It seems simple but we have to get the processes out of our heads and into a format our team can follow. Even if you’re the only attorney in your firm, doing this has benefits. First, you’re likely to find places to improve the process by seeing it on paper. You’ll more easily see how to simplify and automate the process to speed things up. Second, writing down the processes now will save you time when you are ready to scale.

Getting Started

At its core, a business is simply a series of systems that work together. When you pull back and think about your business, you’ll notice a few key types of systems:

02. Run Your Firm Like a Well-Oiled Machine

Understanding project management and workflows ensures that you and your team complete the steps in your processes in a timely and effective manner. Computer programmers have unlocked approaches like lean, agile, scrum, and Kanban that allow their teams to move projects through the pipeline quickly. Importantly, each process has a “retrospective” stage built in where the team can reflect on what’s working and what’s not to make interactive improvements.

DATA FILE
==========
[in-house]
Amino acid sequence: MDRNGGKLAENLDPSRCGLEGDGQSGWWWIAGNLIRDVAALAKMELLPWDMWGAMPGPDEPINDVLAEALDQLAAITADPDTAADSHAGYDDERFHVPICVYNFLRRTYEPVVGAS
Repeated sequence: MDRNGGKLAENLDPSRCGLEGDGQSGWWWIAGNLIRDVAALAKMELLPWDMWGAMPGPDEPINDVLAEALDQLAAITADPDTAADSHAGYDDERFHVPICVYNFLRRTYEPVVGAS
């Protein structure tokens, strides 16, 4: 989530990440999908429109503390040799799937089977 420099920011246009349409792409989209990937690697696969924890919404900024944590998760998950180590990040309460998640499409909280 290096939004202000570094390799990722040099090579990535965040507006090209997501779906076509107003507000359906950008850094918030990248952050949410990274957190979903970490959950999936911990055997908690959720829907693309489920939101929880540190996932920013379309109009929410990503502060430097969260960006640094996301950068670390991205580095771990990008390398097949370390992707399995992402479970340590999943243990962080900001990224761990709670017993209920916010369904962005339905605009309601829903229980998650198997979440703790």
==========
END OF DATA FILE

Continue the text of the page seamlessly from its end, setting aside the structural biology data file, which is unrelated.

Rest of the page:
Go Deeper: Podcast Episode #353

Managing Projects Without a Project Manager, with Ashley Steckler

Listen to Episode

You don’t have to be a project management expert or earn a Six Sigma Blackbelt to use these best practices in your business.

To get started, consider:

  • Scope – how much time are you spending defining your goals? How does “done” look? Keep checking in on the ultimate goal throughout the project to ensure you’re on track.
  • Collaborate – enlist everyone in your team that works on the process for their input. If it’s client work, make sure you involve the client in the decision making process. Regardless, everyone on the team must be aligned.
  • Communicate – actively listen to the team, or client’s, questions, input, and feedback. Communicate effectively and clearly, using the most efficient method.
  • Simplify – constantly look for ways to make complex things easier. Eliminate steps. Simply then simplify again.
  • Iterate & Improve – the process of improvement doesn’t stop. Build in time for the team to reflect on where to improve the process. Keep experimenting and tweaking to make improvements.